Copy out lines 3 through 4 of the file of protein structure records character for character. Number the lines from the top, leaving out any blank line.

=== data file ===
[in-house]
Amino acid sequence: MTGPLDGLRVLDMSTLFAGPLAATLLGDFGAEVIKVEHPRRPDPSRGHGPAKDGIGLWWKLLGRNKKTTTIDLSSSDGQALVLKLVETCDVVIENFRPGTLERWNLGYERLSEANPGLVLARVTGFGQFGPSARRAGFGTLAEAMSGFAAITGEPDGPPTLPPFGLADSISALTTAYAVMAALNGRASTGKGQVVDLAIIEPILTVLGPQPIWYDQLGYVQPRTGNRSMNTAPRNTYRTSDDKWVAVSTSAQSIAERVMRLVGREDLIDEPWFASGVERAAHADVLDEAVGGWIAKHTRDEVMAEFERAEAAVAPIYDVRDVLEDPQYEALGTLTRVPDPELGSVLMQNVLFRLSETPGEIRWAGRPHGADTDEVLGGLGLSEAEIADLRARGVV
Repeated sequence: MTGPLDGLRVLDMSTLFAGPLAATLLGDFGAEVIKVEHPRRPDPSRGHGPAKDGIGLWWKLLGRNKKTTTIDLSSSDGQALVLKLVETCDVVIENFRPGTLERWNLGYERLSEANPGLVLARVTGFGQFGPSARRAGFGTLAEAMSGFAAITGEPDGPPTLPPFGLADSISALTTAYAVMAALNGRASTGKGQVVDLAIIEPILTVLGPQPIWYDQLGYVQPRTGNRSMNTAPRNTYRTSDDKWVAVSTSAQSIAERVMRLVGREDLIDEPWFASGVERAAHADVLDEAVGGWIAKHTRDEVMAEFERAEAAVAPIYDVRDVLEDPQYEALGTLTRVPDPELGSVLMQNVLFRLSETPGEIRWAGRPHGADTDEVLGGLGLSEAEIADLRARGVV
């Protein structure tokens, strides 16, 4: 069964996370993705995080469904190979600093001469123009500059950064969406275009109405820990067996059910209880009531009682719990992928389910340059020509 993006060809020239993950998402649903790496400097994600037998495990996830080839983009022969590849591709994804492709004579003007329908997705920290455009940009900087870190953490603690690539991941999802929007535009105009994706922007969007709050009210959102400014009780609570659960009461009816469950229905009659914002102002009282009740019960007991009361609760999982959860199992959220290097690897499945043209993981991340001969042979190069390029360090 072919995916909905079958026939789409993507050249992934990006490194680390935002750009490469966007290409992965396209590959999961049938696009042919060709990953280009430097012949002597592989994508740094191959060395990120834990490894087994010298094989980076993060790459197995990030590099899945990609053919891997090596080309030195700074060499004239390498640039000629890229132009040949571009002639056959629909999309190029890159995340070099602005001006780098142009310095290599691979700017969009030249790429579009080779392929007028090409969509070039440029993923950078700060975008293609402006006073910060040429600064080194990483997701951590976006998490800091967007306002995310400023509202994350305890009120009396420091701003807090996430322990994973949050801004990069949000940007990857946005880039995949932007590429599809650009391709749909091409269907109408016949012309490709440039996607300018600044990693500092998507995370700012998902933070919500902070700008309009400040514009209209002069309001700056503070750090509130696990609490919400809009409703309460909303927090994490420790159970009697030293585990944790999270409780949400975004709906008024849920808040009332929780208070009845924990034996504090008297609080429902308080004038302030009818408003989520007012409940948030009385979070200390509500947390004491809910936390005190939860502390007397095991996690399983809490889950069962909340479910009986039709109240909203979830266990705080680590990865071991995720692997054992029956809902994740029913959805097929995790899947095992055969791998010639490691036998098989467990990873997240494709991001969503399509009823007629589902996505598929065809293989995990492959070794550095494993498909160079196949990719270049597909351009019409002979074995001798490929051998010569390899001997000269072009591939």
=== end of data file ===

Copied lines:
Repeated sequence: MTGPLDGLRVLDMSTLFAGPLAATLLGDFGAEVIKVEHPRRPDPSRGHGPAKDGIGLWWKLLGRNKKTTTIDLSSSDGQALVLKLVETCDVVIENFRPGTLERWNLGYERLSEANPGLVLARVTGFGQFGPSARRAGFGTLAEAMSGFAAITGEPDGPPTLPPFGLADSISALTTAYAVMAALNGRASTGKGQVVDLAIIEPILTVLGPQPIWYDQLGYVQPRTGNRSMNTAPRNTYRTSDDKWVAVSTSAQSIAERVMRLVGREDLIDEPWFASGVERAAHADVLDEAVGGWIAKHTRDEVMAEFERAEAAVAPIYDVRDVLEDPQYEALGTLTRVPDPELGSVLMQNVLFRLSETPGEIRWAGRPHGADTDEVLGGLGLSEAEIADLRARGVV
């Protein structure tokens, strides 16, 4: 069964996370993705995080469904190979600093001469123009500059950064969406275009109405820990067996059910209880009531009682719990992928389910340059020509 993006060809020239993950998402649903790496400097994600037998495990996830080839983009022969590849591709994804492709004579003007329908997705920290455009940009900087870190953490603690690539991941999802929007535009105009994706922007969007709050009210959102400014009780609570659960009461009816469950229905009659914002102002009282009740019960007991009361609760999982959860199992959220290097690897499945043209993981991340001969042979190069390029360090 072919995916909905079958026939789409993507050249992934990006490194680390935002750009490469966007290409992965396209590959999961049938696009042919060709990953280009430097012949002597592989994508740094191959060395990120834990490894087994010298094989980076993060790459197995990030590099899945990609053919891997090596080309030195700074060499004239390498640039000629890229132009040949571009002639056959629909999309190029890159995340070099602005001006780098142009310095290599691979700017969009030249790429579009080779392929007028090409969509070039440029993923950078700060975008293609402006006073910060040429600064080194990483997701951590976006998490800091967007306002995310400023509202994350305890009120009396420091701003807090996430322990994973949050801004990069949000940007990857946005880039995949932007590429599809650009391709749909091409269907109408016949012309490709440039996607300018600044990693500092998507995370700012998902933070919500902070700008309009400040514009209209002069309001700056503070750090509130696990609490919400809009409703309460909303927090994490420790159970009697030293585990944790999270409780949400975004709906008024849920808040009332929780208070009845924990034996504090008297609080429902308080004038302030009818408003989520007012409940948030009385979070200390509500947390004491809910936390005190939860502390007397095991996690399983809490889950069962909340479910009986039709109240909203979830266990705080680590990865071991995720692997054992029956809902994740029913959805097929995790899947095992055969791998010639490691036998098989467990990873997240494709991001969503399509009823007629589902996505598929065809293989995990492959070794550095494993498909160079196949990719270049597909351009019409002979074995001798490929051998010569390899001997000269072009591939």